Actually, a lot. The Nile River originates near the town of Jinja in
Uganda, east of Kampala, over the Ripon Falls at the north end of Lake
Victoria. It starts as the Victoria Nile in Uganda, then becomes the
Albert Nile at the north end of Lake Albert, becomes the White Nile as
it crosses the border into Sudan, then joins the Blue Nile (which
originates in Ethiopia) at Khartoum, and continues on through Egypt to
In the Nineteenth Century intrepid explorers were obsessed with
finding the source of the Nile, probably motivated by a wish to control
the whole river for strategic and economic reasons, and of course this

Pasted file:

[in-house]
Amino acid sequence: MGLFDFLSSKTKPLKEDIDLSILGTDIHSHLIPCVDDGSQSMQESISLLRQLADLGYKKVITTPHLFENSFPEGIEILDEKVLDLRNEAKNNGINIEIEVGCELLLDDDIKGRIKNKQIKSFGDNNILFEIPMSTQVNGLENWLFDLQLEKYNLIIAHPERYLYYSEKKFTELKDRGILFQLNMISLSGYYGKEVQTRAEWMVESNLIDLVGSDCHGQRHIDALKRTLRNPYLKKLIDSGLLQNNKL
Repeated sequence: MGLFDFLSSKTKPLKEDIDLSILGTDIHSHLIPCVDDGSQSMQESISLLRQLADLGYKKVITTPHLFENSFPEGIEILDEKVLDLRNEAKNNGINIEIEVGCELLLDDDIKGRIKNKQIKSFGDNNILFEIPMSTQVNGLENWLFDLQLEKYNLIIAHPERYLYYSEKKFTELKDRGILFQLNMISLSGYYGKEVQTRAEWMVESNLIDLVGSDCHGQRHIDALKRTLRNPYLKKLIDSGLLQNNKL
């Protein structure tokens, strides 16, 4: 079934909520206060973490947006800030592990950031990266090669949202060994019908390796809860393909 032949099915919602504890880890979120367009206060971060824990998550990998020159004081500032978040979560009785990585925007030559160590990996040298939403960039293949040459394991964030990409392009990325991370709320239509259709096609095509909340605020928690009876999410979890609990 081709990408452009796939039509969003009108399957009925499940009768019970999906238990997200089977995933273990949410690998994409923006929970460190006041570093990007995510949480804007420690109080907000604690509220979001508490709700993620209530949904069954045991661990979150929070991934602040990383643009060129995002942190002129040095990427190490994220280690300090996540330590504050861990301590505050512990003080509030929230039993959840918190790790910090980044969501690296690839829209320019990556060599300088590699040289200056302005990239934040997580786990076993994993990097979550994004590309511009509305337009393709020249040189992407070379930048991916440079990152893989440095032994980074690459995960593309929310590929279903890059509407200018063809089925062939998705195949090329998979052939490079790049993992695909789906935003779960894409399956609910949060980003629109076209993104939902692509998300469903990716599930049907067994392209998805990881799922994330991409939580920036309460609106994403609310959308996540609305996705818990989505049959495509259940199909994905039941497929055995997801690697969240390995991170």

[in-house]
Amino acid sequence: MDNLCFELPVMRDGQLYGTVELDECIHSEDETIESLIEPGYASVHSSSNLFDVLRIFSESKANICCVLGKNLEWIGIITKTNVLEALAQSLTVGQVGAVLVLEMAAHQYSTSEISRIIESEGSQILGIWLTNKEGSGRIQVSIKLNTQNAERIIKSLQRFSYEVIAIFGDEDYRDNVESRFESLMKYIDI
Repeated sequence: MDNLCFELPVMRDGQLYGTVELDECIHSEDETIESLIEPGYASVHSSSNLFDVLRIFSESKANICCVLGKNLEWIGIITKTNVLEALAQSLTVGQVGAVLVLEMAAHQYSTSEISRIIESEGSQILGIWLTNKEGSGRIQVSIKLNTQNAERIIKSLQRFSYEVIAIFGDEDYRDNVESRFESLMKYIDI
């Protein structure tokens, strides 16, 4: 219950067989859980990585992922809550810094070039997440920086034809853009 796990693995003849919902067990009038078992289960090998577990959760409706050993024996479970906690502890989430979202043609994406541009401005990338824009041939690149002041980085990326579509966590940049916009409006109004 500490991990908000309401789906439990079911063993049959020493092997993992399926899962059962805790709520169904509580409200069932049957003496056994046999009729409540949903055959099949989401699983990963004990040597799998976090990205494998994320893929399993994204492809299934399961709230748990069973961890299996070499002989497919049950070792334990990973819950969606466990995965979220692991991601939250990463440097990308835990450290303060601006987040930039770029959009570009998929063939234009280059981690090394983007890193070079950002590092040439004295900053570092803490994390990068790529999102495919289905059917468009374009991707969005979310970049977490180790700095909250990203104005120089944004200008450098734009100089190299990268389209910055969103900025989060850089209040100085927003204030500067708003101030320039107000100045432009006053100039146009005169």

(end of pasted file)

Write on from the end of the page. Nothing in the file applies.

was especially true for the British, who eventually did control most of
it. John Hanning Speke (1827-64), was an explorer associate of Sir
Richard Burton. Together they explored East Africa (1857-59), together
"discovered" Lake Tanganyika, and Speke then continued alone and
discovered the source of the Nile as described above. He published a
book in 1863 "proving" his discovery of the source in Uganda. He died
the next year. There is a Speke Hotel in Kampala, Uganda named after him.
The reference to the bodies floating down the Nile is to the use
made of it for the disposal of murdered opponents of General Idi Amin.
The crocodiles that inhabit the river helped dispose of the evidence.
> What in hell does Uganda have to do with the Nile?